Likewise giant public works projects are not the answer, says Aldrich. The core aspects of survival and recovery come from social connections.

He asked people why they wanted to return to Fukushima? Social ties.

What was needed after the disaster was collective action, says Aldrich, and social ties enable this. Makes it possible to overcome barriers to collective action.

Also necessary after a shock is what Aldrich calls “informal insurance” – knowing your neighbors and being able to rely on them, trust them. The book tests these various theories of social capital.

First, did communities with the highest wave (19 meters, 60 feet) have a higher death rate? No. Some communities had worse death rates with significantly lower wave heights. Why? Was it political participation at the national level? Did communities that had pushed back against the LDP have inferior infrastructure, and thus suffer more? Was the amount of concrete between your community and the ocean the answer? Was it the average age of the community? 40 minutes between the earthquake and the tsunami. If you are elderly or infirm, that might not be enough time in some communities. But if the community had strong social ties, even those elderly who didn’t know they had to evacuate received help.

Aldrich argues that the strength of social ties in the community trumps all the other possible explanations–wave height, politics, age, infrastructure–and drives outcomes.

Another question: who rebuilds after a disaster? And is rebuilding, cleaning up, the same as recovery? Aldrich shows us pictures of a street that has been cleaned but is empty, no people, and perhaps indicates a dead community.

Gives example of 2 billion spent on a fishing village of 16,000 people. One of the members of the mayor’s cabinet had gone to school with the head of construction ministry; that connection gave them full funding while other communities got nothing.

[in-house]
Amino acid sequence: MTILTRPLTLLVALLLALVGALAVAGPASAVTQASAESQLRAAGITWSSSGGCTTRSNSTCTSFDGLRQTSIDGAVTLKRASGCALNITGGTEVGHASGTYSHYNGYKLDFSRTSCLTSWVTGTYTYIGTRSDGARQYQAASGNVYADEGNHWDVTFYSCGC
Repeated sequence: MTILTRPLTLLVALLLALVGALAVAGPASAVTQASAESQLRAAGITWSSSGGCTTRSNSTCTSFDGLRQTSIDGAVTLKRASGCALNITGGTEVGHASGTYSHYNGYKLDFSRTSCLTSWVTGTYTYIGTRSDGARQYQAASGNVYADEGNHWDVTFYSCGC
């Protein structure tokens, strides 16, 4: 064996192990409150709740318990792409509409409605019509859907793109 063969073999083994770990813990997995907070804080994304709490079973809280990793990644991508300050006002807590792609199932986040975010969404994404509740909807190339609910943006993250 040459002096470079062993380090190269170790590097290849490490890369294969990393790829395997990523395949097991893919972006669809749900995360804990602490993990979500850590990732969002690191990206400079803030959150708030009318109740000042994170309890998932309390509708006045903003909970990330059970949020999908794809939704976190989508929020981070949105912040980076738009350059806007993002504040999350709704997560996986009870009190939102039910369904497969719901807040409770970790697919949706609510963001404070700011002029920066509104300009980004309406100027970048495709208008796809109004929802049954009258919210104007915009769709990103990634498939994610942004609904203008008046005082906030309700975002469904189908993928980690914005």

So Aldrich proposes in the book an index of recovery. The most powerful predictor of successful recovery turns out to be how many powerful politicians in national government come from or are connected to your village.

Communities that had a lot of powerful connections sometimes rebuilt even stronger and better than before the disaster.

Looking at stress after the disaster, found that wealth does not affect stress levels. Good health also doesn’t affect stress, though bad health (before the disaster) does, in the negative. Social ties did have a positive effect on stress levels.

So Aldrich proposes 5 social-tie building solutions: First, get to know your neighbors who are in effect the first responders. Build neighborliness. Second, build a sense of the large neighborhood, the broader expanse of social ties. Third, build better communities in the sense of the physical landscape–a park, a third space, a dog run–that allows mundane activities. Trees=shady spots.Fourth, improve civic engagement, get people involved in political process. Hold multiple meetings so people help run the town or city. Fifth, encourage volunteering through community currencies that stay in the local region and don’t go to big corporations.

Aldrich says they’ve tested these five proposals and see results in which social ties improve by more than 10%. Various projects across the world–in the U.S., in Australia, Hong Kong, Japan.

$240 billion sea walls have no demonstrable effect on survival, recovery, or mental health rates.

Asian Studies Alum Daniel Aldrich Book Talk

November 18, 2019

Dr. Daniel Aldrich, Professor and Director, Security and Resilience Studies Program, Northeastern University, gave a presentation on his new book, Black Wave: How Connections and Governance Shaped Recovery from Japan’s 3/11 disasters (University of Chicago Press, 2019) on Monday, November 18th in 4003, FedEx Global Ed Center.

Image result for black wave aldrichAldrich received his Ph.D. from Harvard in Political Science; his M.A. from UC Berkeley; and his undergraduate degree in East Asian Studies from UNC-Chapel Hill in a previous incarnation of our department.

As a student at UNC in the 1990s, he developed unusual fluency in Japanese, partially through studying abroad in Japan. He also developed his interests in political science and global issues. One of his first teaching jobs was at Tulane University during Hurricane Katrina. Later, the 3/11 Disaster in Japan (AKA the 2011 Tōhoku earthquake and tsunami) took the lives of nearly 16,000 people. Aldrich, with a background in the study of communities, social resiliency, and disaster recovery, was the perfect scholar to do fieldwork along the Tohoku coast to try and understand how people made sense of the shock and its aftereffects.